Researchers Identify Shift Towards More Treatable AIDS-Related Lymphomas
Since the use of highly active antiretroviral therapy (HAART) to treat HIV, physicians have seen an improvement in the prognosis for patients with AIDS-related lymphomas. Researchers from the National Cancer Institute (NCI) have now identified a biological basis for this change. The results of the new study, reported in the June 15, 2003, issue of the journal Blood*, suggest that the use of HAART has caused a shift in the majority of AIDS-related lymphomas to a type that usually responds well to chemotherapy.
AIDS-related lymphomas now make up the cause of death for up to 20 percent of patients with HIV. Although the prognosis is generally poorer than for those patients with similar cancers who do not have HIV, survival has improved significantly since the use of HAART.
The authors of the study analyzed lymphoma samples from 39 patients with HIV who were being treated with a chemotherapy regimen known as dose-adjusted EPOCH. They found high levels of proteins that indicated these cancers were particularly well-suited to respond to the treatment.
"Our findings suggest that the improved immune function associated with HAART has led to a shift in which cells are most likely to give rise to lymphoma. The type of AIDS-related lymphoma most common today responds much more readily to treatment than lymphoma from the pre-HAART era," said Wyndham Wilson, M.D., head of the Lymphoma Clinical Research Section of NCI's Experimental Transplantation and Immunology Branch, who is the lead author on the study.
Dose-adjusted EPOCH, which is made up of the drugs etoposide, prednisone, vincristine, cyclophosphamide, and doxorubicin, recently was shown by the same research team to be a highly effective treatment for AIDS-related lymphomas. In the current study, 29 patients (74 percent) achieved complete response to the lymphoma treatment, and five (13 percent) achieved partial response.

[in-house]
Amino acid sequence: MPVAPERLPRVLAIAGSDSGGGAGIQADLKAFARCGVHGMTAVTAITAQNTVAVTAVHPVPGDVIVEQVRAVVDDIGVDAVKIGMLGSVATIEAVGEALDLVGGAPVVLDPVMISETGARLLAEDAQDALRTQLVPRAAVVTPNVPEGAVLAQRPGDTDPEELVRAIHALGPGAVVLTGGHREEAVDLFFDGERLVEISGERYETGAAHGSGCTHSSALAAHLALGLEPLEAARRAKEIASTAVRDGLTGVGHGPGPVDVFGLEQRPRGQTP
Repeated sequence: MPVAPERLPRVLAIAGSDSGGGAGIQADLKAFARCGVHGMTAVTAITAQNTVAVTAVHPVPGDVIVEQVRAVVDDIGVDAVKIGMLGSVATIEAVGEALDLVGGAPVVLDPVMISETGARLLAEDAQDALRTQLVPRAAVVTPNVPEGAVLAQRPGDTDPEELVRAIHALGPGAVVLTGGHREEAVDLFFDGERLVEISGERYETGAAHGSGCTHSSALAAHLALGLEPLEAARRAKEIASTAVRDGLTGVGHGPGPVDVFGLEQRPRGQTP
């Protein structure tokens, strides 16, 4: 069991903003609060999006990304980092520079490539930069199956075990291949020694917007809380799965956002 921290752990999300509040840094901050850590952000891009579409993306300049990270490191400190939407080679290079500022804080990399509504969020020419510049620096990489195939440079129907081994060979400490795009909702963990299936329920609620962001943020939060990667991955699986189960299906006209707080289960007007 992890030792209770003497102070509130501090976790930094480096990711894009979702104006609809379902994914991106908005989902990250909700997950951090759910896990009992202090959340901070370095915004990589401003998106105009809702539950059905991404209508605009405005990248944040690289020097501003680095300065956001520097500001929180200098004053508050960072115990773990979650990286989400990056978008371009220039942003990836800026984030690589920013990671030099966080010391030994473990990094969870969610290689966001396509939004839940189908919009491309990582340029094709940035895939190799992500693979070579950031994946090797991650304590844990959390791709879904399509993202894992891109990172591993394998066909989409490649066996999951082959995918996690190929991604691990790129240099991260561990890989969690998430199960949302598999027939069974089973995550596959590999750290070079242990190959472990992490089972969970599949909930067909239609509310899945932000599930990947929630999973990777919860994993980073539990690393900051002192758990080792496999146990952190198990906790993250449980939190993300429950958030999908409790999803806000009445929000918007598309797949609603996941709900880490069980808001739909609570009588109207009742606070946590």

The researchers analyzed proteins associated with tumor growth, drug resistance, and the origin of the cancer in patients' lymphoma samples, and found that the majority of samples had high levels of proteins associated with rapid growth. High levels of proteins associated with multidrug resistance have been found in other studies. Dose-adjusted EPOCH is effective against cancers with both of these characteristics.
Previous research has shown that the type of cell that gives rise to lymphoma plays an important role in determining how well the cancer will respond to standard chemotherapy. Wilson's research team found that lymphomas in the current study were likely to have originated from cells that correspond to a favorable prognosis. This is in contrast to AIDS-related lymphomas from the era before HAART, which were much more likely to arise from the cell type correlated with a poor clinical outcome.
A second important finding of this study is that antiretroviral therapy can be safely suspended during lymphoma treatment. Although physicians have traditionally considered HAART necessary to prevent uncontrolled HIV replication and loss of immune function during chemotherapy, drug interactions can have adverse effects on the lymphoma treatment. This study found that temporarily discontinuing HAART did not worsen AIDS progression and allowed for high overall survival. Once lymphoma treatment was complete, viral control and immune recovery were again achieved.
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